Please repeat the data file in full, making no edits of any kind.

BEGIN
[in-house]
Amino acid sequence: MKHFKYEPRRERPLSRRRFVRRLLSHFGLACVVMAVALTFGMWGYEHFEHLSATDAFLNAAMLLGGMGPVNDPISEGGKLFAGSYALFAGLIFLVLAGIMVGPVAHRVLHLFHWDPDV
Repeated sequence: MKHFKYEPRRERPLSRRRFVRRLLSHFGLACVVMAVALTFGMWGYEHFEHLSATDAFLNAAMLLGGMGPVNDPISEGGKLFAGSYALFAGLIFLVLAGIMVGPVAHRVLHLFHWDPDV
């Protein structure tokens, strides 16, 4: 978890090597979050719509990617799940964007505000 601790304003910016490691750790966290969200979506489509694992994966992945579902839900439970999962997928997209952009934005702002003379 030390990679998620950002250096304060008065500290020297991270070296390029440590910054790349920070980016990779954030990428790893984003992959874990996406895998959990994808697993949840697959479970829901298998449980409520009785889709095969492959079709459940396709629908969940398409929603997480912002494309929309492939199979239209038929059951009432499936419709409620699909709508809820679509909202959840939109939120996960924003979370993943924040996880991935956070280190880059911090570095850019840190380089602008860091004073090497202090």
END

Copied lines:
[in-house]
Amino acid sequence: MKHFKYEPRRERPLSRRRFVRRLLSHFGLACVVMAVALTFGMWGYEHFEHLSATDAFLNAAMLLGGMGPVNDPISEGGKLFAGSYALFAGLIFLVLAGIMVGPVAHRVLHLFHWDPDV
Repeated sequence: MKHFKYEPRRERPLSRRRFVRRLLSHFGLACVVMAVALTFGMWGYEHFEHLSATDAFLNAAMLLGGMGPVNDPISEGGKLFAGSYALFAGLIFLVLAGIMVGPVAHRVLHLFHWDPDV
């Protein structure tokens, strides 16, 4: 978890090597979050719509990617799940964007505000 601790304003910016490691750790966290969200979506489509694992994966992945579902839900439970999962997928997209952009934005702002003379 030390990679998620950002250096304060008065500290020297991270070296390029440590910054790349920070980016990779954030990428790893984003992959874990996406895998959990994808697993949840697959479970829901298998449980409520009785889709095969492959079709459940396709629908969940398409929603997480912002494309929309492939199979239209038929059951009432499936419709409620699909709508809820679509909202959840939109939120996960924003979370993943924040996880991935956070280190880059911090570095850019840190380089602008860091004073090497202090």